Interactive White Papers

What is an Interative White Paper?

Interactive white papers collect profile information from a buyer, and completely customise a white paper for that particular buyer based on that information.

For example, the buyer may be asked about their specific industry, location, size, role in the buying process, and particular problem points. After analysing this information, a white paper is customised for the buyer’s specific situation. It may include case studies that are only relevant to that buyer, or match appropriate solutions to the specified problem areas.

The result of this initial interaction is that the buyer is presented with only the most relevant, personalised, and refined information. This allows the buyer establish a more significant connection with the content, increasing the businesses chance of actually educating and selling to the prospect.

An example of an interactive white paper can be seen here.

Interactive White Papers vs Traditional White Papers

Traditional white papers are still one of the most important pieces of marketing content, used as the key buying decision tool by over 64% of early stage buyers, and 61% of middle stage buyers, according to Tom Pisello of Alinean.

A sound understanding of this has led to huge investment in valuable white paper content. However, this has subsequently led to an increase in clutter, shrouding the success of white papers. As a result, white paper downloads and frequency of use are experiencing a decreasing trend. The problems is that traditional white papers do not engage or resonate with buyers enough to break through this vast expanse of clutter.

The advantage of interactive white papers is that they offer businesses a solution to all the problems posed by their traditional form. Customised content means buyers are able to connect with the dynamic, bespoke information presented to them. Buyers are engaged.

From the buyers’ point of view, interactive white papers provide them with tailored data, which is quick and easy to access. This enables buyers to simplify their research process and develop more effective resources for their particular business.

On the other hand, as customers are drawn to the meaningful and relevant information produced by interactive white papers, businesses are able to break down the barrier of clutter. By reducing noise in the marketplace, sales cycles can be minimised and sales are driven upward.

When are Interactive White Papers Best Used?

Another advantage of interactive white papers is that they are very flexible in terms of when they can be used. In the early positioning stages of the Buyers' Journey, interactive white papers should be used as a means of creating awareness, as well as educating the buyer of opportunities and possible solutions. If interest has already been established, the focus should be placed on educating the customer on the business case and quantifying benefits. Nearing the end of the buyers' journey when preferences are formed, the interactive white paper should emphasise the unique value propositions of your business compared to competitors. Whatever stage the buyer may be placed in their purchase journey, interactive white papers should be used as a tool to help facilitate the buyers decision.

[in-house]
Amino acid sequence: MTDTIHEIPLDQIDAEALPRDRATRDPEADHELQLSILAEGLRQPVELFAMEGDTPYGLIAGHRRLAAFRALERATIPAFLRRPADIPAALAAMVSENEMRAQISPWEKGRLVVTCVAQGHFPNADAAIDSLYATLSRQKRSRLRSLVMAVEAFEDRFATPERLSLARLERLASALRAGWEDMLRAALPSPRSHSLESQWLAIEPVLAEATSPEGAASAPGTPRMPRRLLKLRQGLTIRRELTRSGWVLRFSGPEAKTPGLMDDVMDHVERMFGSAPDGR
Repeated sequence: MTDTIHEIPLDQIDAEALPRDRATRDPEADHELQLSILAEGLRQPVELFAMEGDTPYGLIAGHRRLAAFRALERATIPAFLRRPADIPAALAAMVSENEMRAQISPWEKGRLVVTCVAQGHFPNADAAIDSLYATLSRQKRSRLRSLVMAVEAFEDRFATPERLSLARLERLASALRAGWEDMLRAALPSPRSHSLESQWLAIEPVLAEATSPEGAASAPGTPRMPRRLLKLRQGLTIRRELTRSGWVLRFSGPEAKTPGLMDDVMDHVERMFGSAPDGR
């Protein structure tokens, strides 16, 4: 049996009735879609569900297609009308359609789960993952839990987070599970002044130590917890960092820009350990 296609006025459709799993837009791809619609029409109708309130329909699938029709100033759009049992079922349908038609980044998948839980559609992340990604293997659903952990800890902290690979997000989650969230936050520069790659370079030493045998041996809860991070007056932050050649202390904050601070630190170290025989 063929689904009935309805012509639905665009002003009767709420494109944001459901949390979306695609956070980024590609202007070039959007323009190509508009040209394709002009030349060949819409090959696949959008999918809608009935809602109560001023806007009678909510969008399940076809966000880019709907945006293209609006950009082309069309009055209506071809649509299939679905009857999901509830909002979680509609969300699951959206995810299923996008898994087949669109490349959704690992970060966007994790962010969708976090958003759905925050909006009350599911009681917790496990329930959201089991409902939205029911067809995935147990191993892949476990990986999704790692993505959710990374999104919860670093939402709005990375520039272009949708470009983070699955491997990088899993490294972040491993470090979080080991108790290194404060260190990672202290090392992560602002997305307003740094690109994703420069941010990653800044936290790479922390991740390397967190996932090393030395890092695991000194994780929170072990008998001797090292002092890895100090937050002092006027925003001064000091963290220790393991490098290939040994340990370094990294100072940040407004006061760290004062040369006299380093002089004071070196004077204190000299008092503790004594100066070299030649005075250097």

Things to Consider when Developing an Interactive White Paper

Rachel Foster from Content Marketing Institute has outlined three things to consider when developing your own interactive white paper:

1. Define your goals

Achieving clarity in what you are trying to accomplish with inform the level of detail and customisation you want to provide

2. Define the areas of customisation you would like to achieve

Consider this from your audience’s perspective. What particular types of customization would be most valuable to your audience? For example, would your prospects prefer to be defined by company size? Role? Industry? All three? What sections of the white paper will you customize for each of these dimensions?

3. Scope out your project

Providing interactivity may mean that your overall scope of work is larger. Prepare yourself by creating a content storyboard for your “choose-your-own-adventure” white paper. The storyboard will likely have some sections shared among all readers and others that offer detours to provide more customized, relevant content.

How long does it take to develop an Interactive White Paper?

If converting from an already established traditional white paper, it will generally take around two to three weeks to develop profile questions, work to collect content, and program the platform of the interactive version. However, if an original white paper must also be developed, the entire process will typically take around four to six weeks.

Ideal Length

Research suggests that five to six pages are optimum for a white paper. The resounding advantage of the interactive form is that the most effective and relevant information can be delivered to the buyer in a concise manner. As long as the buyer finds the content engaging, length of the white paper is a secondary consideration.